2 Current State of Medicines Regulatory Systems in Africa

Effective regulation of medical products requires a comprehensive legal basis with appropriate and adequate governance mechanisms; sound technical expertise and scientific tools; sustainable funding; coordination of regulatory activities; and monitoring and evaluation to assess performance [6, 12]. The legal basis gives the NMRA power to perform a function while the level of autonomy in executing its mandate, the appropriate structure that allows for proper coordination of various regulatory activities, availability of financial resources and adequate number of human resources with requisite competency to carry out their duties are prerequisites to its performance [13]. The core NMRA functions include: marketing authorization (MA); licensing of manufacturing establishments; imports and export control; inspection of manufacturing premises and distribution channels; market surveillance (product quality monitoring, pharmacovigilance, control of drug promotion and advertising); quality control; and oversight of clinical trials on drugs [12].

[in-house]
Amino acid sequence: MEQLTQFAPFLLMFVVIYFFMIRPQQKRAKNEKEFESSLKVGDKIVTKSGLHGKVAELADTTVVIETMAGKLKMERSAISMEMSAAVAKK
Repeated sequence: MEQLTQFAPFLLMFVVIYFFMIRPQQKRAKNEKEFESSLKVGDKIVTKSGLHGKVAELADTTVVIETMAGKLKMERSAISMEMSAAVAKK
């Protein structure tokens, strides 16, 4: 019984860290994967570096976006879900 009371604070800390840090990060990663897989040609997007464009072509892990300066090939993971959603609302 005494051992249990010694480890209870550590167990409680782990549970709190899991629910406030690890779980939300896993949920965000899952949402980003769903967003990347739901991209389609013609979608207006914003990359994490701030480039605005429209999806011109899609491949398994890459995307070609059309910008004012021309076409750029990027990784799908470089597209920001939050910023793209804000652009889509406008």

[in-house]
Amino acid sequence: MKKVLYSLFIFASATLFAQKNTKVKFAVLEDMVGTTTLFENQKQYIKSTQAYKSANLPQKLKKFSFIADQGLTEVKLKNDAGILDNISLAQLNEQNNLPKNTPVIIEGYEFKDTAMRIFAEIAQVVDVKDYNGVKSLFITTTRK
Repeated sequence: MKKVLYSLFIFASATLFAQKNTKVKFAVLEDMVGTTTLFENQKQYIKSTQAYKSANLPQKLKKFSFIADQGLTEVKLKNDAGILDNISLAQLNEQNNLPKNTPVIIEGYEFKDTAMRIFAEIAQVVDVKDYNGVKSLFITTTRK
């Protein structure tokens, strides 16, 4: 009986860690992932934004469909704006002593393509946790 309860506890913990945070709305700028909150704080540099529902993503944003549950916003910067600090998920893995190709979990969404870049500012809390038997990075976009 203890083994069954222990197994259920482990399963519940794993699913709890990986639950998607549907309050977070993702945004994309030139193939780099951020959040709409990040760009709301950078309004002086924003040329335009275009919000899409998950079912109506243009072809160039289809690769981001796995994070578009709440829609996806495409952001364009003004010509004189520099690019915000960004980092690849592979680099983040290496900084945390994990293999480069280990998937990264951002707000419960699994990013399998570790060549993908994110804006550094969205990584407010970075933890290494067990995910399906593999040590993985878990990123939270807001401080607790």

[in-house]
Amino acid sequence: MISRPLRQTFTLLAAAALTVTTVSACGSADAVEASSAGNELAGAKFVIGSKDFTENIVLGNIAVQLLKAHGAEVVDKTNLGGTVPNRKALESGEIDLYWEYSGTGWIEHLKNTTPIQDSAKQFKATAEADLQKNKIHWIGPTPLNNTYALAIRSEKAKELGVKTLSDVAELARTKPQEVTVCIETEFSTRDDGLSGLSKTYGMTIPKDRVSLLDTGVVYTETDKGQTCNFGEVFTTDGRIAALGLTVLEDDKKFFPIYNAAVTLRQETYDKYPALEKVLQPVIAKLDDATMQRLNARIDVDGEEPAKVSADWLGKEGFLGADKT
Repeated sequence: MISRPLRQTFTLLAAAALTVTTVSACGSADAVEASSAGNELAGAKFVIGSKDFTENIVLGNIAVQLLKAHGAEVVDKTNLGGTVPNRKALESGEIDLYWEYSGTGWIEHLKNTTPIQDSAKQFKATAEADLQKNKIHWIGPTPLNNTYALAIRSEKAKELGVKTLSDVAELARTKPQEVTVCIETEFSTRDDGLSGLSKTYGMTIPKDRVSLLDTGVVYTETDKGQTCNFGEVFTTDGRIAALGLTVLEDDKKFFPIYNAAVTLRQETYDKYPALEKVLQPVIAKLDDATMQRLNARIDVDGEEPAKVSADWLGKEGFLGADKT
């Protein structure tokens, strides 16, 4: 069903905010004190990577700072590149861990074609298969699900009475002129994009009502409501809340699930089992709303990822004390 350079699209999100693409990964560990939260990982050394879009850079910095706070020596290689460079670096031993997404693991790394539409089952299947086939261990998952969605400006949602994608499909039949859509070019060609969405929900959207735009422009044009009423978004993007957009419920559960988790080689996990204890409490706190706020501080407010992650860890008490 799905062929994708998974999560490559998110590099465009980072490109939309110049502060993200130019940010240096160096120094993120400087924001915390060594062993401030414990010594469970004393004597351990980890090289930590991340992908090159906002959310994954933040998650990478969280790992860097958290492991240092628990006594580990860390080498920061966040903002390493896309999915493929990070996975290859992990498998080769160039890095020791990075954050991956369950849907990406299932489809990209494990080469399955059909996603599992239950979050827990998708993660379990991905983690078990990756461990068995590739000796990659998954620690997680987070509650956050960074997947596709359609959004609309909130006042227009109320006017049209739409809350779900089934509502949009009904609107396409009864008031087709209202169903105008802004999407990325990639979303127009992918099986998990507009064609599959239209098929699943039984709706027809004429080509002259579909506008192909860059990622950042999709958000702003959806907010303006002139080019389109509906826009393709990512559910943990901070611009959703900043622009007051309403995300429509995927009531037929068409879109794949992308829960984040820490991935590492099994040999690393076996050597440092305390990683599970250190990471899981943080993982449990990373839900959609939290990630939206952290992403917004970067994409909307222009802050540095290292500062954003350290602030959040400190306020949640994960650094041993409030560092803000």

This paper focuses on policy and legal basis for regulation; organisational set-up; management systems; financing mechanisms; human resources and performance of core NMRA functions.

2.1 NMRAs Organizational Setup, Financing and Management System

According to WHO, there are 54 NMRAs in Africa [1]. All countries in Africa except the Sahrawi Republic have an NMRA or an administrative unit carrying out some or all tasks expected of NMRAs as shown in Table 1. One country—United Republic of Tanzania—has two NMRAs, namely the Tanzania Food and Drugs Authority and the Zanzibar Food and Drugs Board. While NMRAs in Africa have varying degrees of maturity, their organisational structures, remits and activities also vary widely, some being semi-autonomous whilst others operate within the Ministry of Health (MoH). Some regulate only medical products, whilst others regulate food and cosmetics as well. All NMRAs eventually report to the MoH with the Minister of Health having overall responsibility.